If you look in the bottom left of the screen you should see two tabs and the tab that is highlighted will be “data view.” The variable view screen is where you will define the variables or make changes to how existing variables are defined. The second tab “data view” is where you will go to enter the data. You can click back and forth between these two tabs. The SPSS data file is structured with the variables in the columns and cases in the rows. All of the data for a single case (organization, individual, family, couple, etc.) is entered in one row and is referred to as a “record.”
The first thing you want to do in setting up a SPSS data file is to create a variable you will use to identify the case. Let’s begin by creating a variable for case identification. There are two ways to define variables. From the variable view screen you can click on the cell where the first variable name will appear, this is at the top of the first column on the first row. From data view you can click on “var” at the top of the column where you want the variable to be placed, this action will take you to the variable view screen to define the variable. You can begin by typing in your first eight-character, or less, variable name – which in this example we could use ID. Type in ID for the first variable name.
You have different options to help define the variable. The first is “type.” Most of the data we will be concerned with will be numeric, for example, our first variable ID is numeric. Data that consists of words are called “string” variables. Some variables may be in dollars and you could select “dollar” for the type. If the variable is a date, as in date of birth, it is important to specify that the variable type as a date. If not, you will not be able to use SPSS to calculate the time between two periods or age at a certain point such as baseline or entry to the program. If you select date at the type, then you must next select the format for how you will enter the date. It is important to be consistent throughout (e.g., mm/dd/yy, or mm/dd/yyyy).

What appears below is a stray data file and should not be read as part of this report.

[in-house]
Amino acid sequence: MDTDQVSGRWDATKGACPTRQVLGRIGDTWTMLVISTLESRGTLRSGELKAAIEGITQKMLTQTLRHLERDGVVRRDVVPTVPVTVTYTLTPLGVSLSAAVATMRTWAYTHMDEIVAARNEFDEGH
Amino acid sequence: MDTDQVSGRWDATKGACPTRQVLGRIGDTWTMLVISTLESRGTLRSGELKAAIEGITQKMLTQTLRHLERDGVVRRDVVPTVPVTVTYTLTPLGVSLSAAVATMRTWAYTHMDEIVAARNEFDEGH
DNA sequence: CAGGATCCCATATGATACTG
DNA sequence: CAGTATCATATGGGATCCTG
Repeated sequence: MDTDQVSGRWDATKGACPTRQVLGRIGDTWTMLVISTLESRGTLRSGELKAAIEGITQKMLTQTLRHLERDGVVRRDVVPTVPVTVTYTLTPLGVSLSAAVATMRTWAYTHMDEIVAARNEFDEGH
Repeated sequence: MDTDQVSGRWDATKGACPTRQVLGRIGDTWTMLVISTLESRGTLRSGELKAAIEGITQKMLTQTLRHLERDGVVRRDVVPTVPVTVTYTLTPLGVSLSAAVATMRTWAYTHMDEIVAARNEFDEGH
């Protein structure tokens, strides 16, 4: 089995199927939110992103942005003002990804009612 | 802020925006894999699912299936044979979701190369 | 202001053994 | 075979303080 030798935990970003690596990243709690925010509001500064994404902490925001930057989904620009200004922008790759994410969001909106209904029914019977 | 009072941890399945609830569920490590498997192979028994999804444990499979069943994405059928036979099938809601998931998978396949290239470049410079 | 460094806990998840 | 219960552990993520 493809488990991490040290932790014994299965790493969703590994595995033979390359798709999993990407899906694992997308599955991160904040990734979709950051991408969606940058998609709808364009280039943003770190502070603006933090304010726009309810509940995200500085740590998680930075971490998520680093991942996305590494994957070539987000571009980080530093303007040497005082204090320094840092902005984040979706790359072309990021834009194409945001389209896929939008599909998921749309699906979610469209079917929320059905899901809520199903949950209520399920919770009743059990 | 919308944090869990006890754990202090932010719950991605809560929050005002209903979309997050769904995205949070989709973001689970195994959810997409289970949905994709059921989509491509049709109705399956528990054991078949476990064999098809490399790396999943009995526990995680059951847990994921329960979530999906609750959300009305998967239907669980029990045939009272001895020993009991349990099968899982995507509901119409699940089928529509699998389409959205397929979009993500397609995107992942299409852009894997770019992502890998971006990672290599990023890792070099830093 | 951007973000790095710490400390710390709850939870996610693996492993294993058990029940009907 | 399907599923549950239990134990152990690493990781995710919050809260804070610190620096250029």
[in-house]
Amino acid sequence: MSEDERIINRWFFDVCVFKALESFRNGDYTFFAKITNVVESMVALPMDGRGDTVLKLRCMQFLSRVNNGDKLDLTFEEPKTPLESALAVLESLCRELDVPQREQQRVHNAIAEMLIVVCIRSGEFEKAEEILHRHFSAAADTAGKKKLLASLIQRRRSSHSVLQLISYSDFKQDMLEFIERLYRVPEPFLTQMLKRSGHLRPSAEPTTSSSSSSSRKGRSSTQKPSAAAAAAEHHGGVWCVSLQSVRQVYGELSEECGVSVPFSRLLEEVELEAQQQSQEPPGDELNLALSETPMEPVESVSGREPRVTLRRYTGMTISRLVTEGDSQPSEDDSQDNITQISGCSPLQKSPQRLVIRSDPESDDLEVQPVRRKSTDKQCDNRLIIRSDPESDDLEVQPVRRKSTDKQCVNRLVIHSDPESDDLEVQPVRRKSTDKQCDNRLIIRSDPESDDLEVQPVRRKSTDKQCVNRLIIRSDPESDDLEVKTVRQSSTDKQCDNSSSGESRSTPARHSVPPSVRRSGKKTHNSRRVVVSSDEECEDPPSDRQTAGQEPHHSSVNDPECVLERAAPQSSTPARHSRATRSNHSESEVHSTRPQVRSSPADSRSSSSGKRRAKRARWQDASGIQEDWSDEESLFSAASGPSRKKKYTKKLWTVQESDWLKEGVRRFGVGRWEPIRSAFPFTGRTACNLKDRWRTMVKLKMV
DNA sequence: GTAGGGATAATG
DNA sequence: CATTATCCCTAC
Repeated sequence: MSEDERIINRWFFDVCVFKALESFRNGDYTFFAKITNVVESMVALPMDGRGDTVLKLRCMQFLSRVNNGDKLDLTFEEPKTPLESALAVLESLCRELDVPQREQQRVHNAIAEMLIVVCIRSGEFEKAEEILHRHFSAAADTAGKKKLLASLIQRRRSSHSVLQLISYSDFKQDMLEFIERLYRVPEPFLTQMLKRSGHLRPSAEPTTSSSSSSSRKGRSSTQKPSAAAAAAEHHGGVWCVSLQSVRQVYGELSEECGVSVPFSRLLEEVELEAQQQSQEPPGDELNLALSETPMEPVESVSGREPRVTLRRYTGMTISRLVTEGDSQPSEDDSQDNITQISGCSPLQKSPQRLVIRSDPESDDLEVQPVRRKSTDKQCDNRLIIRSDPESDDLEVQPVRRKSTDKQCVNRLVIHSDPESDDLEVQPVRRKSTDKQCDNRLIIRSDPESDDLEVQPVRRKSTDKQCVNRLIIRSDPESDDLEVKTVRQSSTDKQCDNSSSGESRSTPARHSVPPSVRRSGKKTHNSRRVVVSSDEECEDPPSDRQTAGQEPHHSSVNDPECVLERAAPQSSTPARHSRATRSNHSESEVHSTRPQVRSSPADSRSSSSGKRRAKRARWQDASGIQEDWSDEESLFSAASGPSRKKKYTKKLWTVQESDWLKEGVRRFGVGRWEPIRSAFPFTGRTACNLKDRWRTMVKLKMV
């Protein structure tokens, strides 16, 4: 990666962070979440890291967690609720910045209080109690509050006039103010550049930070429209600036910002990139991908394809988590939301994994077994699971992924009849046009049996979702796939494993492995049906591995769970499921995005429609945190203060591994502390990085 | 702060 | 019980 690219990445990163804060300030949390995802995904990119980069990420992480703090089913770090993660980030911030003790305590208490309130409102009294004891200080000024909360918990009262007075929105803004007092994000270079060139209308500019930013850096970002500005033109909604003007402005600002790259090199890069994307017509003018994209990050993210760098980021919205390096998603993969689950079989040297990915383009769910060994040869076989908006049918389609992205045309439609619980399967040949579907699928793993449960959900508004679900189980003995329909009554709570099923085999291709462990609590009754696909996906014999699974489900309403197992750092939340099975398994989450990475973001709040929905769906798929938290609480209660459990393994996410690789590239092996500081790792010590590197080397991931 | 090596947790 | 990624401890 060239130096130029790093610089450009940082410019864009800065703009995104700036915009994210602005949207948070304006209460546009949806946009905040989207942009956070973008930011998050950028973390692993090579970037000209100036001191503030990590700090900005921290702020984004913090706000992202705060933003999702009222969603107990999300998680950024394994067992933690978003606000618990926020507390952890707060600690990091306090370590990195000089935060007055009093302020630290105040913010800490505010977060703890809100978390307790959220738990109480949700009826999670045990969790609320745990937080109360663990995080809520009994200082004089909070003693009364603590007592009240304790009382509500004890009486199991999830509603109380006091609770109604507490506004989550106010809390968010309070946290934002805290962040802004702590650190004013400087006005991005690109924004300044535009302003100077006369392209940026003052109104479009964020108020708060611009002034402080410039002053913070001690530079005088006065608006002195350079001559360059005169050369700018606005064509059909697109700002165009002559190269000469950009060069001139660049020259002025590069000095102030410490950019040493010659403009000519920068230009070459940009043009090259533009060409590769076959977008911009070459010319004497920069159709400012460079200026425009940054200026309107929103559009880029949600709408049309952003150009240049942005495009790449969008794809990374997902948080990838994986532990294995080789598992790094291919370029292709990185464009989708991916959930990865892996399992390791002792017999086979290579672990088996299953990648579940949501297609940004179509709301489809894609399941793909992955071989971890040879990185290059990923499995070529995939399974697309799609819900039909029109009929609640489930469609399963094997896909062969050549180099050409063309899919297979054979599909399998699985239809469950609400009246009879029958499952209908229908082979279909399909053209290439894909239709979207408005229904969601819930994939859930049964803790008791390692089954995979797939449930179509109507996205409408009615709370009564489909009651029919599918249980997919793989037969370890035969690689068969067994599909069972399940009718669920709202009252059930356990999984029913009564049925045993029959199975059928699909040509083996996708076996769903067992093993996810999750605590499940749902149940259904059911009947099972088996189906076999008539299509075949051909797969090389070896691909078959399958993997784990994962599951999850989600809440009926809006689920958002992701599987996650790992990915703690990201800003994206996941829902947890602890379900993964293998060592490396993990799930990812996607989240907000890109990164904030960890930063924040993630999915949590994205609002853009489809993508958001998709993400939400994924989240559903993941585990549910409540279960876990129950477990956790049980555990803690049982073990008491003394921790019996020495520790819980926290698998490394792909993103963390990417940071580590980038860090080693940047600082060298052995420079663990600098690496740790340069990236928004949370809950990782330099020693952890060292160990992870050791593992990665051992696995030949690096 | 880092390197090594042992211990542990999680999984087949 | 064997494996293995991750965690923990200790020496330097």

When you design a database you want to consider speed, accuracy, and ease of data entry. The order of the variables you define should match with the order of your data gathering device (questionnaire, interview schedule, etc.). It will be very difficult to enter the data if it requires flipping back and forth between pages or moving the cursor up and down to different variables. You want to aim for a smooth process.
The next option is “Width.” The width you will select depends on the number of characters in the range of possible responses to that variable. For instance, if my ID data are all 3 digit numbers, I may want to change width from the default of 8 to 3. The width is set on 8 by default, this simply means the number of characters that are allowed for that variable unless you specify differently. If you changed width to two, the space for that variable would become very narrow – go ahead and try it out. I usually leave width at the default of 8 so that I can read the 8 character variable names. If you need more spaces, for example, if you are entering a 9 digit ID number you would need to change the width to 9, and so on. To change these values, simply click on the cell and then follow the arrows, or gray box, etc., whatever appears.